I often think about how when I was punished as a kid I was sent to my room or grounded. I was restricted. With Hope…I can’t do that. I need to find ways of applying a consequence while still drawing her close to me to continue to foster attachment.

It’s confusing, especially when I am annoyed. I don’t want to be close when I’m pissy.

I’ve had to learn how to let things go and let them go quickly. That’s not my nature, but I have to for Hope’s sake.

The evening of our leaky bucket conversation, I sat her down and told her what she was going to have to do because she broke the rules.

Hope was angry. She raised her voice. I kept mine even. I explained my reasoning.

And then I dropped it.

I’d like to think I got it right, because she proceeded to spend the next two hours hanging out with me, being goofy. We laughed. We fixed dinner.

I finally had to send her off to finish her homework.

This isn’t how I was disciplined. I don’t remember wanting to hang out after getting a consequence. I don’t think my parents did anything wrong. But this is super different than what I understood it to be. It feels foreign, but not bad.

Hey, I did get my glass of wine at the end of the evening!

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What Would They Say about Us?

I am overwhelmed with grief and anger. My mini getaway was marred by Black and blue death. My heart actually aches.

Hope is away at band camp; she hasn’t been online in a couple of days now. I was bothered because I hadn’t heard from her, though I took it as a good sign that she was having fun and making friends. Now I’m relieved that she is cloistered away from the internet and news. I hope it stays that way until I pick her up.

It gives me a couple of days to figure out what to say to her about two more black men dying at the hands of police.

I’ve written a lot on my fears about being Black and raising a Black child in an age where the incidence of police brutality seems to be increasing.

I’ve gone back and forth on what I wanted to use this platform to say about the deaths of Alton Spalding and Philando Castile and now the officers slain in Dallas.

I don’t know what to say or even where to begin.

I can say that this is the terrorism that I am most afraid of.

I am grateful for friends of a many races and backgrounds who reached out, who commiserated, who were experiencing the same anguish I feel.

I am also acutely aware of crickets chirping in areas of my life, where nothing was said, nothing was acknowledged, or where Black humanity was seemingly ignored. #iseeandhearyou

I unplugged for a while because the anger and sorrow was just too much.

I am actively pondering what would people say about me if a traffic stop ended in my death or that of my daughter.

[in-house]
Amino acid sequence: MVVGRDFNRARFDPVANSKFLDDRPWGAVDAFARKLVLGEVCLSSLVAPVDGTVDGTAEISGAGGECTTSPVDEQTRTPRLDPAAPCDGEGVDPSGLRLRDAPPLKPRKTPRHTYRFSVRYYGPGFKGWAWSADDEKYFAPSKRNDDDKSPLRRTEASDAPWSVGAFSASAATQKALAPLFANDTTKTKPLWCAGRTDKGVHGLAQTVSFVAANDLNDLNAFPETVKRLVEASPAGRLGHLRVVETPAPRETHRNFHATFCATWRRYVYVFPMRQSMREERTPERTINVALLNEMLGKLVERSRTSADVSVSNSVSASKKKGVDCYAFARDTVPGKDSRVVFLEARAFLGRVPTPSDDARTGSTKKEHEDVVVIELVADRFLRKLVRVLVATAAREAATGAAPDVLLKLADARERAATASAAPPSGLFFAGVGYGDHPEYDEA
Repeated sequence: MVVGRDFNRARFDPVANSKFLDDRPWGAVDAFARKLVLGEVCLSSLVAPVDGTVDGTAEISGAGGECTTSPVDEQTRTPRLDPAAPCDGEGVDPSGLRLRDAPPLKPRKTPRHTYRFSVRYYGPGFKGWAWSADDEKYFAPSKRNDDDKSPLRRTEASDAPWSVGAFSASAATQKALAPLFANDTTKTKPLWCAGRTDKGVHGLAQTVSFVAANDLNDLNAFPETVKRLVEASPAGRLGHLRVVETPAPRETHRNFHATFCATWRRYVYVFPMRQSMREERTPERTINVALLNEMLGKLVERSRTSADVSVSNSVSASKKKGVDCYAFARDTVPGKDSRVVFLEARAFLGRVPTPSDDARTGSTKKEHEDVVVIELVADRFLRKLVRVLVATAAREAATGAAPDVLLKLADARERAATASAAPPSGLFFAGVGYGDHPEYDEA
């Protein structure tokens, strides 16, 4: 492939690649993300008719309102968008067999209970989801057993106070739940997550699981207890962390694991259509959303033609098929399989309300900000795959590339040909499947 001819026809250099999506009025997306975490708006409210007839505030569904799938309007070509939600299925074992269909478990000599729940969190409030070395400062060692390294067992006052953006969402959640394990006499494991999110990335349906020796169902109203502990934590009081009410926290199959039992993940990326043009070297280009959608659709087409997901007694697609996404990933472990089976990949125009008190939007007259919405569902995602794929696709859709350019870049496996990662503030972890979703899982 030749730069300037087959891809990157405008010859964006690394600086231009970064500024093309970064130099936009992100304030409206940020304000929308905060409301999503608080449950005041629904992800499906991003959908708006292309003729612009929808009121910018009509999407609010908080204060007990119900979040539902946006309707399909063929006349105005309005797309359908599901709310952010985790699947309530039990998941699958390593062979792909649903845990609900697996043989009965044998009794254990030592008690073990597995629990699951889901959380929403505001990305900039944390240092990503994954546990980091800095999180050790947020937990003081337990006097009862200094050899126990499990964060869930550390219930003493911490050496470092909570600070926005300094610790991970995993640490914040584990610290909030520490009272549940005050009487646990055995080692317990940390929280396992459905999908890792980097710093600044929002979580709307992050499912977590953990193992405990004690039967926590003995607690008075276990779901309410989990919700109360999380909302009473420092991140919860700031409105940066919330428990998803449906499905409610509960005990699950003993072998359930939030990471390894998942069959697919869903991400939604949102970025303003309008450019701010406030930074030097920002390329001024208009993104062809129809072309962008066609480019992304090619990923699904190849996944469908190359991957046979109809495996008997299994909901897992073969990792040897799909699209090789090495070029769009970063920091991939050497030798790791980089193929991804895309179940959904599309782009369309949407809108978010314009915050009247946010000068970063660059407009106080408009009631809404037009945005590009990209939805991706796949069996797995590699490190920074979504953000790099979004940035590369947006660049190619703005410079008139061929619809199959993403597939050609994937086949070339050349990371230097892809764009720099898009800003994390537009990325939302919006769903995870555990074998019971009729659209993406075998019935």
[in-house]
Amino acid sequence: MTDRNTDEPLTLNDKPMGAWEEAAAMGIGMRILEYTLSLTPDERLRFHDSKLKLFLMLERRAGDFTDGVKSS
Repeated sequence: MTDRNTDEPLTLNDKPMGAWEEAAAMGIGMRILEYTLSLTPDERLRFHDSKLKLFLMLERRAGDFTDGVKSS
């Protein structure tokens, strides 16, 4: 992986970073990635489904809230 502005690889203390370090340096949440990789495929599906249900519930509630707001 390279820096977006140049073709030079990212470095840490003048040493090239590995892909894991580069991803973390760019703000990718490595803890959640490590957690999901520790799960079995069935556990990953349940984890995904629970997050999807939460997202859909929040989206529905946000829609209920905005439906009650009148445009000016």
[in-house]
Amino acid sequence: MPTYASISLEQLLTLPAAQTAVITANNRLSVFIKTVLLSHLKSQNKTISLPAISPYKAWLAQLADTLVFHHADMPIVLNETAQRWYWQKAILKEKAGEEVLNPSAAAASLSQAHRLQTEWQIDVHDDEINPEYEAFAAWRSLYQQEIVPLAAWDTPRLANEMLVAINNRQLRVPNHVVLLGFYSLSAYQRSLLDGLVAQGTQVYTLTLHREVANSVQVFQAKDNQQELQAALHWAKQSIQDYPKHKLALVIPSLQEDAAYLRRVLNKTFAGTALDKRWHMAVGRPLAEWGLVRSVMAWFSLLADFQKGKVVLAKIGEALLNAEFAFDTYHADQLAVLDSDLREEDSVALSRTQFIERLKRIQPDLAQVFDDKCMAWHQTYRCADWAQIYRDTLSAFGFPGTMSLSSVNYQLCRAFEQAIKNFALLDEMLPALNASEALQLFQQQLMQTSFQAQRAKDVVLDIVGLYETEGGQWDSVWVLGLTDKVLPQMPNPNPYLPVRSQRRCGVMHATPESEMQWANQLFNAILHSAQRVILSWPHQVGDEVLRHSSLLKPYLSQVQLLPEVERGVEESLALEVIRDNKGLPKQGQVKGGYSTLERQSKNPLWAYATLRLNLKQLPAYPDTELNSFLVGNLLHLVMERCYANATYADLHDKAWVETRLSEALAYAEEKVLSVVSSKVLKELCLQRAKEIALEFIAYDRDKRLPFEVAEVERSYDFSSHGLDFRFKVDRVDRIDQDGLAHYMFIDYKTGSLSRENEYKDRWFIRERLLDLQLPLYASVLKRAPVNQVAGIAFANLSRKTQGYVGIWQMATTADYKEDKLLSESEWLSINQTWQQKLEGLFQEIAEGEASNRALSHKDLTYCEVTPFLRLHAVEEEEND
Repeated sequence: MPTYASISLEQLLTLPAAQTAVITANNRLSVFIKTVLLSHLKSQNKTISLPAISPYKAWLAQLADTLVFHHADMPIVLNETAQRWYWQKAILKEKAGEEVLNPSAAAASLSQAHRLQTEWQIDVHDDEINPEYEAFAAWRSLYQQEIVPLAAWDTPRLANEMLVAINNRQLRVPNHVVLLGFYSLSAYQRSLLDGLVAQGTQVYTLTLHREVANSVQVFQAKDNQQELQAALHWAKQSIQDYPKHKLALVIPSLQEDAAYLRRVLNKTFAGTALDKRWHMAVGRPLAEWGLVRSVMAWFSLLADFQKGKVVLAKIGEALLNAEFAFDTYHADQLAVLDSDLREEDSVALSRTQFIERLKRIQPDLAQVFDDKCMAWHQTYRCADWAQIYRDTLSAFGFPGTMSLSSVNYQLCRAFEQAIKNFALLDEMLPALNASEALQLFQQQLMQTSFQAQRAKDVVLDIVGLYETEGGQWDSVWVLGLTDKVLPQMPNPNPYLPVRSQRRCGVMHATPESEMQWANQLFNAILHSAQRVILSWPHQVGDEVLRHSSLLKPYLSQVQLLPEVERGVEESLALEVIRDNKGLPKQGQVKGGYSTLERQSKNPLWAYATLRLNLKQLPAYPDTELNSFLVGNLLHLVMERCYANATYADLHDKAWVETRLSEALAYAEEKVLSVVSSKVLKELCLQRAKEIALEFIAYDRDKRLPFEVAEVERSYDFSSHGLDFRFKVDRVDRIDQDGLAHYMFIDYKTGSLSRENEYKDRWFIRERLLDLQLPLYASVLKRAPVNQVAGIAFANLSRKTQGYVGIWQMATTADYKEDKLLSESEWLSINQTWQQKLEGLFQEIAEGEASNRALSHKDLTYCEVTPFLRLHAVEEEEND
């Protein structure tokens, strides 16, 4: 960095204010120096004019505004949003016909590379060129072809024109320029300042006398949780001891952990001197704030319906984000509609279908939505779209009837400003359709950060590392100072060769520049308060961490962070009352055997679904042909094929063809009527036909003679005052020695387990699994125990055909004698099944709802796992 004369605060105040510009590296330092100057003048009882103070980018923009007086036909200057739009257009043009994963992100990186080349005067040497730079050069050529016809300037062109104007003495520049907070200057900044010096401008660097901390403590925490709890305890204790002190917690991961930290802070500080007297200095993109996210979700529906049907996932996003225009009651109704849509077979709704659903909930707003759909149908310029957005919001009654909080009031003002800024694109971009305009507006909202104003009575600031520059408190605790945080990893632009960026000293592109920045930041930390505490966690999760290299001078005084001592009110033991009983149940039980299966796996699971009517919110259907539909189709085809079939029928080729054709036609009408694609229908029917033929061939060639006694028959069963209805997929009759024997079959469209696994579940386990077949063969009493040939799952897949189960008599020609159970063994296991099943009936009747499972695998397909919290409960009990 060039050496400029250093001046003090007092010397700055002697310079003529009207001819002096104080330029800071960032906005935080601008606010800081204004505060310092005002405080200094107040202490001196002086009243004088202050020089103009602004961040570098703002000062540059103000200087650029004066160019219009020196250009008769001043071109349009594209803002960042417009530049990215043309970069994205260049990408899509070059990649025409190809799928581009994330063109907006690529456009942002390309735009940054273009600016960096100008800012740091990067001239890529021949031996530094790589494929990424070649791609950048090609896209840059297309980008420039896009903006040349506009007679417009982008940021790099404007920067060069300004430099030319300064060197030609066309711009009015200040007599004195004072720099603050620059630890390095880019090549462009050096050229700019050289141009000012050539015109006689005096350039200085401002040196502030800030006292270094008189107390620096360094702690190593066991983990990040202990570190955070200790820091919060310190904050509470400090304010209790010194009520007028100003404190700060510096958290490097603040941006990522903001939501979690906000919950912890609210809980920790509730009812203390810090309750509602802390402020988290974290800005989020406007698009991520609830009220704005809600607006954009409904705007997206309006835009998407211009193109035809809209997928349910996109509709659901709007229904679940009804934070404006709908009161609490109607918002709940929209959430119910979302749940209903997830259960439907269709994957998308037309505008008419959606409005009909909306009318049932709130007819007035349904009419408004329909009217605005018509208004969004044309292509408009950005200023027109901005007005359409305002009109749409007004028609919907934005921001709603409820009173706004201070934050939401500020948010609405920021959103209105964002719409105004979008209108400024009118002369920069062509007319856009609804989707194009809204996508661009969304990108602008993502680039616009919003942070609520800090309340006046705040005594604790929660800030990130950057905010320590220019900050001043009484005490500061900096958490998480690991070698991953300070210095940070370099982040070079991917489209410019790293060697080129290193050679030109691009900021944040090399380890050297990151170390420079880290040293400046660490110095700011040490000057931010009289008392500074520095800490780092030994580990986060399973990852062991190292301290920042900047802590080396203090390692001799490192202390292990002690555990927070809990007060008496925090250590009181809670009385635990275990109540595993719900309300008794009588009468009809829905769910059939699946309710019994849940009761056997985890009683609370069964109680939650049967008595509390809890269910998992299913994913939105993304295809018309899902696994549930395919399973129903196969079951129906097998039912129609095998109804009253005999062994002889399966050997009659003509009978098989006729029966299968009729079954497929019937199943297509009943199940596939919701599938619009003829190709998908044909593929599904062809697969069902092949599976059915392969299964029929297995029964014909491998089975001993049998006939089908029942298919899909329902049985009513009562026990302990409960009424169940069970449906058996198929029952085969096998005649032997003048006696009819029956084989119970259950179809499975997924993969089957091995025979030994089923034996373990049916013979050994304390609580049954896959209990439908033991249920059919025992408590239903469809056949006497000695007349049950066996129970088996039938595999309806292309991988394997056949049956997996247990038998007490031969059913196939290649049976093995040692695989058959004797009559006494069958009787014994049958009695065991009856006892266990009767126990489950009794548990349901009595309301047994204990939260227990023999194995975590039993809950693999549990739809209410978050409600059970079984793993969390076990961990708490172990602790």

Would people look for a mug shot of me to use in the media?

Would people recast my diversity and social justice educational work as militant?

Would people dig into my background to find mistakes that would cast me as worthy of death by police execution?

Would people gaslight my family by saying, “Well, we don’t really know what happened; let’s wait for all the details?”

Would the body cameras mysteriously fall off or fail to record what happened to me?

Would there be anyone around using a cell phone camera that showed what happened to either of us?

Who around me would be silent about my death?

Would I be cast as the exception rather than the rule because I’m middle class, educated with no record?

What would they say about me?

What would they say about Hope?

Would the failings of her first family be used to crush her and explain why she was wothy of police execution?

Would my parental failings be broadcast widely in order to justify her execution?

How would the privacy of her story be violated, because we already know it would be?

Would they say she was troubled?

Would they say that she was angry and disobedient?

Who would stand with me as I grieved my child?

Would our deaths help the deniers get a clue about state sanctioned murder?

Would there be indictments?

Would anyone even really expect indictments?

If there was a trial how would our executions be portrayed in order to justify our deaths?

Would anyone give either of us the benefit of any doubt? Any reasonable doubt?

If there was a trial does anyone really think there would be a conviction?

Would our lives matter beyond a hashtag, some good speeches and a protest or two?

Would our deaths change anything?

Would our living have been in vain?

Have you ever had to ask yourself these questions? Have you ever needed to? Have they ever even crossed your mind?

I’m just pained, from the inside out.


Perfect Parenting

There isn’t such a thing, right?

Right.

And yet, many parents aspire to be perfect, or at least good. Before I became a parent to Hope, I was a hopeless perfectionist. My control freakdom tendencies lead me down some dark paths at times, but I also attribute my personal success to a mix of blessings, dumb luck, and hard work characterized by a need to control as many variables as I could manage.